First of all, even the most prominent supporters of “originalism”—the belief that the Constitution must be read exactly as it was understood at the time it was written—reject the view that an individual framer’s intentions can change constitutional meaning. As the nation’s leading originalist, Supreme Court Justice Antonin Scalia, explains, “I don’t care if the framers of the Constitution had some secret meaning in mind when they adopted its words. I take the words as they were promulgated to the people of the United States, and what is the fairly understood meaning of those words.”
Indeed, Madison himself would have been dismayed by the claim that an established understanding of the Constitution must bend to his own singular views. Like Scalia, Madison rejected the notion that the framers’ personal desires can defeat the words they actually committed to text. As he explained to future President Martin Van Buren, “I am aware that the document must speak for itself, and that that intention cannot be substituted for [the intention derived through] the established rules of interpretation.”
Secondly, Madison embraced a way of interpreting the Constitution reminiscent of the evolving theories of constitutional interpretation that are so widely decried by modern conservatives. Although Rep. Madison opposed on constitutional grounds the creation of the First Bank of the United States in 1791, President Madison signed into law an act creating the Second Bank in 1816. He “recognized that Congress, the President, the Supreme Court, and (most important, by failing to use their amending power) the American people had for two decades accepted” the First Bank, and he viewed this acceptance as “a construction put on the Constitution by the nation, which, having made it, had the supreme right to declare its meaning.”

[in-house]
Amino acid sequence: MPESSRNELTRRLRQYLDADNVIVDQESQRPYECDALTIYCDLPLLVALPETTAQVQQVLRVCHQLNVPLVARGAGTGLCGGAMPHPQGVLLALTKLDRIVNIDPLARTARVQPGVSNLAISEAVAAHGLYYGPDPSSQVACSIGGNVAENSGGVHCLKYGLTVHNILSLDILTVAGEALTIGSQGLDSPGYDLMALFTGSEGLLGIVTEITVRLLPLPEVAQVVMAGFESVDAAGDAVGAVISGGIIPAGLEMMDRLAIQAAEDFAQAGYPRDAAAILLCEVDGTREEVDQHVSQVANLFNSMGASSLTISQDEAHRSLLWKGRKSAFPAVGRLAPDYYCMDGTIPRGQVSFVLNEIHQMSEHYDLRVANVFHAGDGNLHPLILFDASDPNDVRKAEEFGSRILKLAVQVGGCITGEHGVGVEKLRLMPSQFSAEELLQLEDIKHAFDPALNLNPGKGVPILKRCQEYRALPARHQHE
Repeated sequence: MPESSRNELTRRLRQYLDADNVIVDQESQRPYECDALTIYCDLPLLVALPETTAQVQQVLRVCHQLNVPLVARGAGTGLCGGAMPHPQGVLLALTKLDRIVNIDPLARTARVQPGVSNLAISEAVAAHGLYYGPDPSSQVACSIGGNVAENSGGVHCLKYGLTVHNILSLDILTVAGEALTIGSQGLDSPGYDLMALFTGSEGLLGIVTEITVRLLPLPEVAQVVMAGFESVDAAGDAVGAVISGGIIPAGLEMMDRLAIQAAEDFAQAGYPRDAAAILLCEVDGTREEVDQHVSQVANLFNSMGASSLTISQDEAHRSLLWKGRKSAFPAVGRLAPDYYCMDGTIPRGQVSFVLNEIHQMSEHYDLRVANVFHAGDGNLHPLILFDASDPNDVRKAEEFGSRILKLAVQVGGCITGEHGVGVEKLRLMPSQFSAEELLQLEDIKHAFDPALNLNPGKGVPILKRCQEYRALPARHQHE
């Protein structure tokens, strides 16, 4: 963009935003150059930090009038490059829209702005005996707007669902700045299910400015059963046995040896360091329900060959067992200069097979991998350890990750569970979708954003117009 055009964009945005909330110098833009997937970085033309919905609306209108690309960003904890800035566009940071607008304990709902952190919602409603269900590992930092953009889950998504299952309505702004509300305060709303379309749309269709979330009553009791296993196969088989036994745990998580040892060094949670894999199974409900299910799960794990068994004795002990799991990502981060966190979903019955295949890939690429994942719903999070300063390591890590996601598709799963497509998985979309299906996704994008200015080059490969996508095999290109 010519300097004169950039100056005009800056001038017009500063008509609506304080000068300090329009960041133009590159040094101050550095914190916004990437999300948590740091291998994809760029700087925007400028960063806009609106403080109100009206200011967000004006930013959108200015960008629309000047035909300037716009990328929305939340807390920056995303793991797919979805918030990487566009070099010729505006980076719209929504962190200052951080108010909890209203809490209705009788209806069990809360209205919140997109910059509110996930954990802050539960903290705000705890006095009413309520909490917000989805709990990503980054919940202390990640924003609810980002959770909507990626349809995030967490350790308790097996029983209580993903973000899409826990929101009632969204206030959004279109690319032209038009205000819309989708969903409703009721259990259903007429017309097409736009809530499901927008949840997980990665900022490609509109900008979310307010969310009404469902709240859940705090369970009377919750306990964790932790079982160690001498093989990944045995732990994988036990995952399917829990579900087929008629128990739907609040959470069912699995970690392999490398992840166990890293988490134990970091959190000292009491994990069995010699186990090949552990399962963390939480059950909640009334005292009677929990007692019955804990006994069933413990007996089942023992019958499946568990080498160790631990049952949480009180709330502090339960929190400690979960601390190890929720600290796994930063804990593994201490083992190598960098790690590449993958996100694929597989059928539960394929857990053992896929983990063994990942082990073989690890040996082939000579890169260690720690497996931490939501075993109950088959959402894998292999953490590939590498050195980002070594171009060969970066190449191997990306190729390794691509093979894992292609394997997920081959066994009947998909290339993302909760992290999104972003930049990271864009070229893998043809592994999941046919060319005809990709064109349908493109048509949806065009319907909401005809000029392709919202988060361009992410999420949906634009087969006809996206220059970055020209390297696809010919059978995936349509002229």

The Constitution is not a scavenger hunt
Even if we must, as Sen. Paul suggests, be bound by the Founding Fathers’ subjective intentions, Madison’s understanding of the Constitution hardly reflects the consensus view among those who created it. The truth is that Madison’s voice was merely one of many competing voices among the founding generation—and his vision of the Constitution was eventually rejected by no less a figure than George Washington himself.
Madison’s chief antagonist in early debates about constitutional meaning was Alexander Hamilton. As the nation’s first secretary of the treasury, Hamilton offered an interpretation of the Spending Clause that closely resembles the modern understanding:
These three qualifications excepted, the power to raise money is plenary, and indefinite; and the objects to which it may be appropriated are no less comprehensive, than the payment of the public debts and the providing for the common defence and "general Welfare." The terms "general Welfare" were doubtless intended to signify more than was expressed or imported in those which Preceded; otherwise numerous exigencies incident to the affairs of a Nation would have been left without a provision. The phrase is as comprehensive as any that could have been used; because it was not fit that the constitutional authority of the Union, to appropriate its revenues shou’d have been restricted within narrower limits than the "General Welfare" and because this necessarily embraces a vast variety of particulars, which are susceptible neither of specification nor of definition.